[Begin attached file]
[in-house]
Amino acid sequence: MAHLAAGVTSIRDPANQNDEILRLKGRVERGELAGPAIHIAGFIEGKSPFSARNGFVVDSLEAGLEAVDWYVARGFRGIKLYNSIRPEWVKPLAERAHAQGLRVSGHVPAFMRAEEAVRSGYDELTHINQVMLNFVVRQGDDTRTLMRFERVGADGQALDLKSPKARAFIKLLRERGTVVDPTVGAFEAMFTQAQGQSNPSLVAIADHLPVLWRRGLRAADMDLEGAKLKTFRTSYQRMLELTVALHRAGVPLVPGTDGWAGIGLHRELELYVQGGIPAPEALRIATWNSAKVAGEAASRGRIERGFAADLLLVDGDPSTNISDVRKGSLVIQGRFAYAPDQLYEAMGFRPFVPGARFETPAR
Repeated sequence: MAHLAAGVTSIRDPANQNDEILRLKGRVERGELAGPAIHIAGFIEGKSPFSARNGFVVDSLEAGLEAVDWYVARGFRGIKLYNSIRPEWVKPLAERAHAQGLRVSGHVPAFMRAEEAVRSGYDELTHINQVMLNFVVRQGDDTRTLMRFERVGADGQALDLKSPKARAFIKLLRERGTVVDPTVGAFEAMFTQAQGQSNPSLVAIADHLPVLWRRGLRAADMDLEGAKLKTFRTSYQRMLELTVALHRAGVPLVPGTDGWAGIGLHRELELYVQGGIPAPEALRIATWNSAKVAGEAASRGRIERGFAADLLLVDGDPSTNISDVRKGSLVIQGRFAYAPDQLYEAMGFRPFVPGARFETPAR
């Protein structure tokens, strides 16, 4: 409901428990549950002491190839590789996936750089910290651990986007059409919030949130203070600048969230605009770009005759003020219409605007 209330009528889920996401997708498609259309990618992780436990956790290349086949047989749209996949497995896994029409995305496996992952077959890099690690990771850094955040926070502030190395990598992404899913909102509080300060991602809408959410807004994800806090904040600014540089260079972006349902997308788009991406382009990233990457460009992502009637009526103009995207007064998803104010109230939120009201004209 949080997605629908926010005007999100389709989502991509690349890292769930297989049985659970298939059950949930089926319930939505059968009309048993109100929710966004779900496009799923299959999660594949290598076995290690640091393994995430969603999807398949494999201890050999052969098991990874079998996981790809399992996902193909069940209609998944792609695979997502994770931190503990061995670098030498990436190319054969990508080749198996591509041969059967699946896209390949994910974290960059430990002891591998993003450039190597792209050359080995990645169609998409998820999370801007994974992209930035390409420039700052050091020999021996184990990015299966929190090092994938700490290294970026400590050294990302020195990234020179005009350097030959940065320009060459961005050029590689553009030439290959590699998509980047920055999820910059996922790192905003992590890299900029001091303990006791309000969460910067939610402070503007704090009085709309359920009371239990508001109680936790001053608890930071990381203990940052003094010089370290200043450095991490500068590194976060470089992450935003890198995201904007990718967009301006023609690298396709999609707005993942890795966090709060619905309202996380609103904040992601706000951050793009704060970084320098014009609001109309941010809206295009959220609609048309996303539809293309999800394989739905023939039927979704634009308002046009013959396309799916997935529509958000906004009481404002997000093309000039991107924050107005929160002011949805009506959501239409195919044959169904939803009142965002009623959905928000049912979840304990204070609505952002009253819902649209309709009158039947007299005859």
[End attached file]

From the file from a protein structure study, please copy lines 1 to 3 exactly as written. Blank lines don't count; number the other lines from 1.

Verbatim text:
[in-house]
Amino acid sequence: MAHLAAGVTSIRDPANQNDEILRLKGRVERGELAGPAIHIAGFIEGKSPFSARNGFVVDSLEAGLEAVDWYVARGFRGIKLYNSIRPEWVKPLAERAHAQGLRVSGHVPAFMRAEEAVRSGYDELTHINQVMLNFVVRQGDDTRTLMRFERVGADGQALDLKSPKARAFIKLLRERGTVVDPTVGAFEAMFTQAQGQSNPSLVAIADHLPVLWRRGLRAADMDLEGAKLKTFRTSYQRMLELTVALHRAGVPLVPGTDGWAGIGLHRELELYVQGGIPAPEALRIATWNSAKVAGEAASRGRIERGFAADLLLVDGDPSTNISDVRKGSLVIQGRFAYAPDQLYEAMGFRPFVPGARFETPAR
Repeated sequence: MAHLAAGVTSIRDPANQNDEILRLKGRVERGELAGPAIHIAGFIEGKSPFSARNGFVVDSLEAGLEAVDWYVARGFRGIKLYNSIRPEWVKPLAERAHAQGLRVSGHVPAFMRAEEAVRSGYDELTHINQVMLNFVVRQGDDTRTLMRFERVGADGQALDLKSPKARAFIKLLRERGTVVDPTVGAFEAMFTQAQGQSNPSLVAIADHLPVLWRRGLRAADMDLEGAKLKTFRTSYQRMLELTVALHRAGVPLVPGTDGWAGIGLHRELELYVQGGIPAPEALRIATWNSAKVAGEAASRGRIERGFAADLLLVDGDPSTNISDVRKGSLVIQGRFAYAPDQLYEAMGFRPFVPGARFETPAR